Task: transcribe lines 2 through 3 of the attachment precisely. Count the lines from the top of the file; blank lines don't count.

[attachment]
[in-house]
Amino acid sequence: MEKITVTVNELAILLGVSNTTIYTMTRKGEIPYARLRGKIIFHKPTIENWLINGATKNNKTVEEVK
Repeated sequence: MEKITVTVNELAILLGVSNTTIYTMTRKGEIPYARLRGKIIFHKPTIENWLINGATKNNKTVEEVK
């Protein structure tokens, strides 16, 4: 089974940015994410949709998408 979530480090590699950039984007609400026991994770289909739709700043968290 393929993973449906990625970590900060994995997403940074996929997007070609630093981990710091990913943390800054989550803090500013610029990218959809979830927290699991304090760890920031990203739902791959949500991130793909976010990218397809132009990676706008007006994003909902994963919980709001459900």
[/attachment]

Amino acid sequence: MEKITVTVNELAILLGVSNTTIYTMTRKGEIPYARLRGKIIFHKPTIENWLINGATKNNKTVEEVK
Repeated sequence: MEKITVTVNELAILLGVSNTTIYTMTRKGEIPYARLRGKIIFHKPTIENWLINGATKNNKTVEEVK